Edgar G. Ulmer’s cult film noir features, quite possibly, the maddest femme fatale in the movies. Ann Savage is positively maniacal as Vera, a swell-looking babe who browbeats poor schmuck, Al Roberts (Tom Neal), into a scam. Savage left the business in the early 1950s but she’s remained a cult figure ever since thanks to Detour.

Guinevere Turner in Preaching to the Perverted

Is it a good film? Not really, but it is fun. Is Guinevere Turner’s role, as dominatrix Tanya Cheex, an awards-winning triumph? No, it is not. But she looks totally hot in PVC and she captivated me in the way movie stars are supposed to do. I saw this film on television either in the late 1990s or early 2000s. I also like Bulle Ogier in MaĆ®tresse – aesthetically pleasing.

Lillian Gish in The Wind (1928)

If M-G-M hadn’t have changed the ending to Victor Sjostrom’s film, this would have been a knockout master work of the silent era. It’s still excellent, however, and Lillian Gish is fabulous as the young girl driven insane and preyed upon by suitors in the arid, wind-swept flatlands of Texas.

Mary Duncan in City Girl (1930)

F.W. Murnau’s last Hollywood picture, City Girl features Mary Duncan as a city waitress swept off her feet by country boy Lem (Charles Farrell). The film was compromised, Murnau was ill during production, he relinquished control to ‘hacks’, and then fired by the studio. But City Girl is still a marvellous work and Duncan’s performance is the definition of pluck and a spirit, and infinitely more real and interesting than Janet Gaynor in Sunrise. Interestingly, Duncan has been labelled responsible for losing the last known print of Murnau’s 4 Devils, according to archivist and historian, William K. Everson.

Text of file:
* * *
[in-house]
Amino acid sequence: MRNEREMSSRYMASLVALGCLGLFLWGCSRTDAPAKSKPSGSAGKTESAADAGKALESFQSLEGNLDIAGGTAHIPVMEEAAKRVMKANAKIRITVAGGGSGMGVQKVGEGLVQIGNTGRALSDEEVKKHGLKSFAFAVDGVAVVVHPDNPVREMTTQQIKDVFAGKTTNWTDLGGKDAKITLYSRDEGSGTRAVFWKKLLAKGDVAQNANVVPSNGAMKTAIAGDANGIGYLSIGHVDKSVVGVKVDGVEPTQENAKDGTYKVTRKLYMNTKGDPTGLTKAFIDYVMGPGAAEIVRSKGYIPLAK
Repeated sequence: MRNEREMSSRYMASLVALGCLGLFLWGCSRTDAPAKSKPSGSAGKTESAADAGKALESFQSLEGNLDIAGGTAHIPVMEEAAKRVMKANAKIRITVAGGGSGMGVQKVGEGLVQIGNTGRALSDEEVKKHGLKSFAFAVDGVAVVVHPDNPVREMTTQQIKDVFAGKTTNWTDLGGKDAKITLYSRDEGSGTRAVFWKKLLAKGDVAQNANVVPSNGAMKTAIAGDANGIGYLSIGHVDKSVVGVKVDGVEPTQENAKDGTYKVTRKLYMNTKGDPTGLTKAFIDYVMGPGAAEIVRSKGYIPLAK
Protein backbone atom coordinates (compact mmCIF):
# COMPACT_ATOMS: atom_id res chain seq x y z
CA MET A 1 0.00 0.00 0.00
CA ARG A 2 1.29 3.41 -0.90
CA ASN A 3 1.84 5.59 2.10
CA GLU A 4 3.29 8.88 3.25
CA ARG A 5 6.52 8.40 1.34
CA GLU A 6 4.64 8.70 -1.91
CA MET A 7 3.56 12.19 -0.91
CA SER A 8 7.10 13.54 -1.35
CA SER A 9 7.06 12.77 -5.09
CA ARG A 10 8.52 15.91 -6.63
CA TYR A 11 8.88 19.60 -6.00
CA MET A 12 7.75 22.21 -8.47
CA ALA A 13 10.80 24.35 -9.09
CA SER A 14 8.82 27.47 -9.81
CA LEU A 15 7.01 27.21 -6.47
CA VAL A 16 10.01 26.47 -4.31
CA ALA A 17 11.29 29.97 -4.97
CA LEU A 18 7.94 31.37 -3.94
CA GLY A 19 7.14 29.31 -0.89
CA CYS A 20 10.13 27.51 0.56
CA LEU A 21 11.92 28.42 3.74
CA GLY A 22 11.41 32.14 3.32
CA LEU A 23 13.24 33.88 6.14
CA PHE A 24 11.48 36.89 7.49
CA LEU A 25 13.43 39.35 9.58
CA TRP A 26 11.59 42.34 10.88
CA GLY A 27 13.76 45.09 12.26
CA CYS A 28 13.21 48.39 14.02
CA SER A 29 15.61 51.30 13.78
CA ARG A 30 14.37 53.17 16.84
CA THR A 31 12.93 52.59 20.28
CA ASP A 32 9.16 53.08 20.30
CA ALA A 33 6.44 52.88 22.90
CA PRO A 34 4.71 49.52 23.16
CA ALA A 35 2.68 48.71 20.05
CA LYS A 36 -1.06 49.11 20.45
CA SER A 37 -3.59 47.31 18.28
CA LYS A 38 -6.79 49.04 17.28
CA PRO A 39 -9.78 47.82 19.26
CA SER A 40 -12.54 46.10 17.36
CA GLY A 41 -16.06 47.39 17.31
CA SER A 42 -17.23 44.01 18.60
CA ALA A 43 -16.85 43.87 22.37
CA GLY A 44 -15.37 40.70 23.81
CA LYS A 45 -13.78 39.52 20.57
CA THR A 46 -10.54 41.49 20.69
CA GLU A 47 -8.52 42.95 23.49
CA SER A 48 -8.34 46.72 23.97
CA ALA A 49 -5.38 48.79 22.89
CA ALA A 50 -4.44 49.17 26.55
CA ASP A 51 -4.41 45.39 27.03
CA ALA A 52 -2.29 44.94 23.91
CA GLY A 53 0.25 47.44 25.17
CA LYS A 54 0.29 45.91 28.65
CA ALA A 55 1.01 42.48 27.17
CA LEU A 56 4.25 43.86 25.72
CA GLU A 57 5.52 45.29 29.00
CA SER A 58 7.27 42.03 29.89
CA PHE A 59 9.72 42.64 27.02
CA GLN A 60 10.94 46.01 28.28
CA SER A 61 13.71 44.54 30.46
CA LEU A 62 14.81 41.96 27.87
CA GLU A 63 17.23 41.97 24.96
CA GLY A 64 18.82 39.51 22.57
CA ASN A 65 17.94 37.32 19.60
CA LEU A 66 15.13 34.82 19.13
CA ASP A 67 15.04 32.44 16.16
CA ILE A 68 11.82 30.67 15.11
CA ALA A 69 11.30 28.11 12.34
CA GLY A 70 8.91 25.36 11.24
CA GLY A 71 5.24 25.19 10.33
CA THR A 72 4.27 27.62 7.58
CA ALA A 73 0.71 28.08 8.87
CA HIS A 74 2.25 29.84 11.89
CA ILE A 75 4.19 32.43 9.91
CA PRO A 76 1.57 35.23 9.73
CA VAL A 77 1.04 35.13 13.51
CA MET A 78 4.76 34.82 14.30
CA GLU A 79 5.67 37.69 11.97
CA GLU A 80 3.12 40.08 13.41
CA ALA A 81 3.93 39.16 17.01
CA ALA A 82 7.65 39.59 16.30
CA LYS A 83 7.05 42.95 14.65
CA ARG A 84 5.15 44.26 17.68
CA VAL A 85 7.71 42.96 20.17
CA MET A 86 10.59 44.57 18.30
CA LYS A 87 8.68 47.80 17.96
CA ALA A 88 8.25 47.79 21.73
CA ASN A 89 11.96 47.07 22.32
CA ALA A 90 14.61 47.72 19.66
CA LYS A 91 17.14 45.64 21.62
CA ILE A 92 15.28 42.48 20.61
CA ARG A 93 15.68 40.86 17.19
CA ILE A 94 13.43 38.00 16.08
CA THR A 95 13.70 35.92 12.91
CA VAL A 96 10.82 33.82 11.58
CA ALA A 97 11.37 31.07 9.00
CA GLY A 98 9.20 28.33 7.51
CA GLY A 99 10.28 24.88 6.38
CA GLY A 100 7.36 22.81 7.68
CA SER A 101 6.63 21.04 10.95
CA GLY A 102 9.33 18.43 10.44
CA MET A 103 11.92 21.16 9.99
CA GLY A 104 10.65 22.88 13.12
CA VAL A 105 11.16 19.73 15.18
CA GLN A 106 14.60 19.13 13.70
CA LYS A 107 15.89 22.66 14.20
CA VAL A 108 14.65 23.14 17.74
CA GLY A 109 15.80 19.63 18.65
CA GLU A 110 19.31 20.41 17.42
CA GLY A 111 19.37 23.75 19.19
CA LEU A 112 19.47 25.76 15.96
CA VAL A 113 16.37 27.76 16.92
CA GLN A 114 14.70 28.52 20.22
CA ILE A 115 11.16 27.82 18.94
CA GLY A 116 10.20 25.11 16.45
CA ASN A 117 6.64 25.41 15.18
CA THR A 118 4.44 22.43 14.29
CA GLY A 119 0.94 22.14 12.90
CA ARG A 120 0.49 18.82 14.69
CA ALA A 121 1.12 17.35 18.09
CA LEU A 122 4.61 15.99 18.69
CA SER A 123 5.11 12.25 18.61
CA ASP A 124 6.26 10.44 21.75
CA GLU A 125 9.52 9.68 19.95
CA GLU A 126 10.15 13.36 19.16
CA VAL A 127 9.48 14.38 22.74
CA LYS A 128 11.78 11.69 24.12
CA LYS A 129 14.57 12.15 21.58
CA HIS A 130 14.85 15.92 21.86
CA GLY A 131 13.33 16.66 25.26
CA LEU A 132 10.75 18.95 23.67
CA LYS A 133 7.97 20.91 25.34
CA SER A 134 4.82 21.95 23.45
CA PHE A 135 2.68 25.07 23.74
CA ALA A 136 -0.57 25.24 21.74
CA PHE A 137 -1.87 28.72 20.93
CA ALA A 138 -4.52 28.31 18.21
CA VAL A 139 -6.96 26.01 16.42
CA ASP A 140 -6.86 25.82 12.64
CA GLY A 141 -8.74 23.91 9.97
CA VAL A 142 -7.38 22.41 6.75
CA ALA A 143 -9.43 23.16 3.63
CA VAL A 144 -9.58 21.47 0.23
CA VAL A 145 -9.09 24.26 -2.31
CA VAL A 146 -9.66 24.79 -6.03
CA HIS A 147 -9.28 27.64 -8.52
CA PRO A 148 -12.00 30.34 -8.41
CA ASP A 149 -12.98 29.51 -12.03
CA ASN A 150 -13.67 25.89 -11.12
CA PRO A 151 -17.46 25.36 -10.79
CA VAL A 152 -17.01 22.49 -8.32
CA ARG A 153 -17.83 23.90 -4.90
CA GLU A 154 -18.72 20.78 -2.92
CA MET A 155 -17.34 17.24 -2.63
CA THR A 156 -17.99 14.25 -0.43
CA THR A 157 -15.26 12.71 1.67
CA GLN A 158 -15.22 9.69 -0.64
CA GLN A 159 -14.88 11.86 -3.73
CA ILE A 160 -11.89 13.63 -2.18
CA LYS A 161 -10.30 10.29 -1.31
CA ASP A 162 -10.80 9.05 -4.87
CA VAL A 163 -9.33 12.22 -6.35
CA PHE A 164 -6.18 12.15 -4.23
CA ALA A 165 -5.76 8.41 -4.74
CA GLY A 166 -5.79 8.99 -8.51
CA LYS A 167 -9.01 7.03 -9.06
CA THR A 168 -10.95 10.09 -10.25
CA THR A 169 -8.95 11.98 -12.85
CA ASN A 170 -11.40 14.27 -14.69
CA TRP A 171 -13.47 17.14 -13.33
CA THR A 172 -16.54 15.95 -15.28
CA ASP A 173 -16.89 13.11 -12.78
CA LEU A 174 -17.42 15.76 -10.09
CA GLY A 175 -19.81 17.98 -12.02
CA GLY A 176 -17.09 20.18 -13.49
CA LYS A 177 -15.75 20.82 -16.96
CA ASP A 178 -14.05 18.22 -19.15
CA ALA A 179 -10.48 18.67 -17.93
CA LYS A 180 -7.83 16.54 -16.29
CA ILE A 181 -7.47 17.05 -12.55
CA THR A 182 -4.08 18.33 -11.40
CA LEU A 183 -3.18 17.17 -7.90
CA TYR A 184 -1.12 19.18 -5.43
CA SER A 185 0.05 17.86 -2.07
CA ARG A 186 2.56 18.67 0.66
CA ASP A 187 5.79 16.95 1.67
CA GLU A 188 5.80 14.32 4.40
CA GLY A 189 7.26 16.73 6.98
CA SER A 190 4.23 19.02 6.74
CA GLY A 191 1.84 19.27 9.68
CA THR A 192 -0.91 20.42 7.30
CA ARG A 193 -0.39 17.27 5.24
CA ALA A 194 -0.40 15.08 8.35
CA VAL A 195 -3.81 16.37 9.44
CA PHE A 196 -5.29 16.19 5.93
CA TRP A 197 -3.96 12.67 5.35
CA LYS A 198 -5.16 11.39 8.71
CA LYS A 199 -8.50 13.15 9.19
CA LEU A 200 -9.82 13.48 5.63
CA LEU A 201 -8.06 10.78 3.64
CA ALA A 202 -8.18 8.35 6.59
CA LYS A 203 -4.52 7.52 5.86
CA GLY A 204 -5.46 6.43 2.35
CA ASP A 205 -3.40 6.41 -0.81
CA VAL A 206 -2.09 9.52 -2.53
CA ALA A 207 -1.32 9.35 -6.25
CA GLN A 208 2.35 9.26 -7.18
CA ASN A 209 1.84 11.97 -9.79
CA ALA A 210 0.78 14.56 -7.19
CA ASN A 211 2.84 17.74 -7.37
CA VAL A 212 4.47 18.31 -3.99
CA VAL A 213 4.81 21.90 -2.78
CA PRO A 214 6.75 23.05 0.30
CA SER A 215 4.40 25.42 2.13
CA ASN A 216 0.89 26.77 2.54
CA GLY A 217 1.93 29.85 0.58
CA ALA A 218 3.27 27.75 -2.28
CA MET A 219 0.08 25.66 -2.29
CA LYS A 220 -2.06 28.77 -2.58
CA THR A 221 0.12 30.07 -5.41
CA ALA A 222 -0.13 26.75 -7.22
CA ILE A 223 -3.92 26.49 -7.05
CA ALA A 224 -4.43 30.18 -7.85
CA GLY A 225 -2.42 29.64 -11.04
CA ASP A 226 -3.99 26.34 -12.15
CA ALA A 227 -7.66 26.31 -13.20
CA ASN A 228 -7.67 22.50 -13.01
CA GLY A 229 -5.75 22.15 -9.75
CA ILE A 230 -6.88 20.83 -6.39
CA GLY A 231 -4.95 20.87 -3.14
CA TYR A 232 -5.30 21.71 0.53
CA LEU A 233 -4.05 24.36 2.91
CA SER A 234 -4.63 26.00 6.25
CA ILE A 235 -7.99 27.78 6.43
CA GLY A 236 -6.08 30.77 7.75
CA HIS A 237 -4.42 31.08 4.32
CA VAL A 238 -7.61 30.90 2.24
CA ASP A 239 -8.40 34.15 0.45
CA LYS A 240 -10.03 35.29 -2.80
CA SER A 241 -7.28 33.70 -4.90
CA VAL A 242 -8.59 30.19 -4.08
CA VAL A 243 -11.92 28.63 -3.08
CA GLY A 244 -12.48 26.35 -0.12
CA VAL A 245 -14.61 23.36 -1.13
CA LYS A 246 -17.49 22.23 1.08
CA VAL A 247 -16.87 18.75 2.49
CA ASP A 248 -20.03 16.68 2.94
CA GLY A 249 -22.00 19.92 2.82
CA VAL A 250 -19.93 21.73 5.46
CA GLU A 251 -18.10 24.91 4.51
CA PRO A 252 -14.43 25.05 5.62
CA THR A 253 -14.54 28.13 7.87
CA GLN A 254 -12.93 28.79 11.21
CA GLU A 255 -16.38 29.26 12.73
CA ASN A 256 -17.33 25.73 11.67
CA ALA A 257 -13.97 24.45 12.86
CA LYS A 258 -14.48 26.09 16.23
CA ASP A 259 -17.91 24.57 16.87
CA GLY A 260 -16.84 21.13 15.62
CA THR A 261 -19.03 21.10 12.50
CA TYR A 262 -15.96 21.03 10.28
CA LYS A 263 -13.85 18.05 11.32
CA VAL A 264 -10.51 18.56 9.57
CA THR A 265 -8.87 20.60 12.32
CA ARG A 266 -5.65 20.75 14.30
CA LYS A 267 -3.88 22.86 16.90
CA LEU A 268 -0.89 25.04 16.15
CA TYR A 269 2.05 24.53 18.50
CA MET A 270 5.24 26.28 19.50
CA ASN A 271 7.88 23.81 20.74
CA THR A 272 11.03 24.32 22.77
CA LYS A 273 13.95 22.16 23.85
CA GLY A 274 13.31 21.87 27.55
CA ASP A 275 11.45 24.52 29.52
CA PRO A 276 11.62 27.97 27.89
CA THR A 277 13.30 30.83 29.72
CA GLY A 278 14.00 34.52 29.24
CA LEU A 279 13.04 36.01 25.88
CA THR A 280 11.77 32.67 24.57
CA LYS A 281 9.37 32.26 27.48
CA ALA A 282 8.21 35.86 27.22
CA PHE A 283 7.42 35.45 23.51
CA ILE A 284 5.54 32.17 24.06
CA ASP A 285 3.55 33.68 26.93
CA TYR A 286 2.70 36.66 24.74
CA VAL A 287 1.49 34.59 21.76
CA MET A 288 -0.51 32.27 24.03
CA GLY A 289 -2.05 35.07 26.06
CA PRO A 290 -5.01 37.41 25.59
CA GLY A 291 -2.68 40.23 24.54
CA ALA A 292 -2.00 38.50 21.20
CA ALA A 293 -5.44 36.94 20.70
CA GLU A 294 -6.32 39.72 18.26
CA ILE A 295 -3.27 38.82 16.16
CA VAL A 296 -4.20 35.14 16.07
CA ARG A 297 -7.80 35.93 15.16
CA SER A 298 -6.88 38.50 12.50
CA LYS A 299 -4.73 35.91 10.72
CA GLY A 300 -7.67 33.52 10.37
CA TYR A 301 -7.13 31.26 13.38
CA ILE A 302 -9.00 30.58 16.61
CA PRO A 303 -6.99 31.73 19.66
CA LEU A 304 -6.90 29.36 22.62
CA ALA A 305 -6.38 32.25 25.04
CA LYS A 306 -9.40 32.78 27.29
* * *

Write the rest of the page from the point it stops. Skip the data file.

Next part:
Amy Seimetz in A Horrible Way To Die (2010)
Adam Wingard’s psycho horror flick impressed the hell out of me at FrightFest 2011. Actress Amy Seimetz is on the cusp of greatness and this performance shot straight into my all-time favourites. Sarah is a recovering alcoholic nurse whose ex-boyfriend turned out to be the notorious serial killer, Garrick Turrell. The vulnerability and sadness portrayed by Seimetz is deeply touching and the way individuals prey on her character’s weaknesses is devastating. The film is exceptionally directed and deep-down, a twisted love story. A Horrible Way To Die is a cult classic waiting to be discovered by more people.